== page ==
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T N Ninan: A tale of two countries

Bangladesh has raced past Pakistan by shunning religious fundamentalism and focusing on its economy

T N Ninan 

T N Ninan In 1971, Bangladesh won independence from Pakistan after years of treatment as a poor relative and its culmination in a bloody war whose after-effects were felt for many years. Eight years later, the new country’s per capita income was a miserable $90; the World Bank ranked it as the world’s fourth poorest country, out of 124. Henry Kissinger’s dismissal of the place as a basket case seemed apt. At the time, Pakistan’s per capita income was almost three times as high, at $260. What is more, Bangladesh had seen no growth in its per capita income since 1960, while ...

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T N Ninan: A tale of two countries

Bangladesh has raced past Pakistan by shunning religious fundamentalism and focusing on its economy

Bangladesh has raced past Pakistan by shunning religious fundamentalism and focusing on its economy In 1971, Bangladesh won independence from Pakistan after years of treatment as a poor relative and its culmination in a bloody war whose after-effects were felt for many years. Eight years later, the new country’s per capita income was a miserable $90; the World Bank ranked it as the world’s fourth poorest country, out of 124. Henry Kissinger’s dismissal of the place as a basket case seemed apt. At the time, Pakistan’s per capita income was almost three times as high, at $260. What is more, Bangladesh had seen no growth in its per capita income since 1960, while ... image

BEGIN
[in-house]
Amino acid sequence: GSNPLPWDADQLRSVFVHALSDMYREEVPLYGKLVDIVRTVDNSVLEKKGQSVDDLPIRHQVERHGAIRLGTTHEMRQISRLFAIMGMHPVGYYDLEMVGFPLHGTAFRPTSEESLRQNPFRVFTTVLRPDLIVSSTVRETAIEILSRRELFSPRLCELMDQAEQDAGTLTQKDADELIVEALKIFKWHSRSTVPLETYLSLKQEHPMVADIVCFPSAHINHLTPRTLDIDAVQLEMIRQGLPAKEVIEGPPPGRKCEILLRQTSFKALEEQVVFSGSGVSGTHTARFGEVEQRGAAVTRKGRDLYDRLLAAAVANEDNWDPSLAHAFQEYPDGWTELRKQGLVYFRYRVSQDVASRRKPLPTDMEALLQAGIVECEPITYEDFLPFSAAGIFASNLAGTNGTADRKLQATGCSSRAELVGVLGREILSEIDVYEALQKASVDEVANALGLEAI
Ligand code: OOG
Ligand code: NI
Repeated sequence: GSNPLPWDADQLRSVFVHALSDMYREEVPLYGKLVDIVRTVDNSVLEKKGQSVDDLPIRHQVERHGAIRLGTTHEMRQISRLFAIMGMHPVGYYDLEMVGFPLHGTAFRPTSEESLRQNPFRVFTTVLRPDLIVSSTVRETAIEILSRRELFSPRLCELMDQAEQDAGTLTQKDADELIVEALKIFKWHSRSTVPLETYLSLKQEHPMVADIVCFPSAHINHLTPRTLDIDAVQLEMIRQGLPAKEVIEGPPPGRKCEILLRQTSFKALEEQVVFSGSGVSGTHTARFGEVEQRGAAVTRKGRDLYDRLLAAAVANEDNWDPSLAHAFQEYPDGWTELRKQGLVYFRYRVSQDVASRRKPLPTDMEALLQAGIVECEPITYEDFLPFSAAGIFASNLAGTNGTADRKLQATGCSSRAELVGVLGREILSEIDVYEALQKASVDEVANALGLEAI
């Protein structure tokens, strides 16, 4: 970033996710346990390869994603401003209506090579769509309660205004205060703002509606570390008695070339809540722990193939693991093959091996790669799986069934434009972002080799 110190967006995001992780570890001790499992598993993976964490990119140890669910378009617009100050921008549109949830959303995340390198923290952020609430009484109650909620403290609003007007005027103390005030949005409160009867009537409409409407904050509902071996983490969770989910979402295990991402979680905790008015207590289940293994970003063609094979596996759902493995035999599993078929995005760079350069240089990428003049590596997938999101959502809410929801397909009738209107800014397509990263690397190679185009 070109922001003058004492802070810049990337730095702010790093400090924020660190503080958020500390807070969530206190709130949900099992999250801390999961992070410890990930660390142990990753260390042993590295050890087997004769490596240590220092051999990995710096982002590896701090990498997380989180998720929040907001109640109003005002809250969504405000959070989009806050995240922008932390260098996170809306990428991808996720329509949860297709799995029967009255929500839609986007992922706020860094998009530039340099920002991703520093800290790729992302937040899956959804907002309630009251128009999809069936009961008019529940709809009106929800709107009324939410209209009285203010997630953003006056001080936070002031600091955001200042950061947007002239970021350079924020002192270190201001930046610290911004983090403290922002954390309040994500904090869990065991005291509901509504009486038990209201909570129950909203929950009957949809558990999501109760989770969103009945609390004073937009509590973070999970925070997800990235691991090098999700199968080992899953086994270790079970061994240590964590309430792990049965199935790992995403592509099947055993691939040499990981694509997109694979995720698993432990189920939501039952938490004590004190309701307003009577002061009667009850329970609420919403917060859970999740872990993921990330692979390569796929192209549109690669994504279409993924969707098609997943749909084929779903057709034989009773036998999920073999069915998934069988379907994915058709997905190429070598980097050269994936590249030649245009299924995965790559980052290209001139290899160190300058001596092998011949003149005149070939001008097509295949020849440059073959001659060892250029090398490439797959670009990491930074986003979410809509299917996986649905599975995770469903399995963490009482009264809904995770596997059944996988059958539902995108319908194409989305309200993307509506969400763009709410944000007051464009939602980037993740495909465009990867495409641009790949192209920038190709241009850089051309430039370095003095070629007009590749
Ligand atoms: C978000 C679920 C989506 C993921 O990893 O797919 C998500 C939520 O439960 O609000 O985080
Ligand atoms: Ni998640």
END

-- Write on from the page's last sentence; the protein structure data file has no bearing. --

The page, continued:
Business Standard
177 22

T N Ninan: A tale of two countries

Bangladesh has raced past Pakistan by shunning religious fundamentalism and focusing on its economy

In 1971, Bangladesh won independence from Pakistan after years of treatment as a poor relative and its culmination in a bloody war whose after-effects were felt for many years. Eight years later, the new country’s per capita income was a miserable $90; the World Bank ranked it as the world’s fourth poorest country, out of 124. Henry Kissinger’s dismissal of the place as a basket case seemed apt. At the time, Pakistan’s per capita income was almost three times as high, at $260. What is more, Bangladesh had seen no growth in its per capita income since 1960, while ...

image
Business Standard
177 22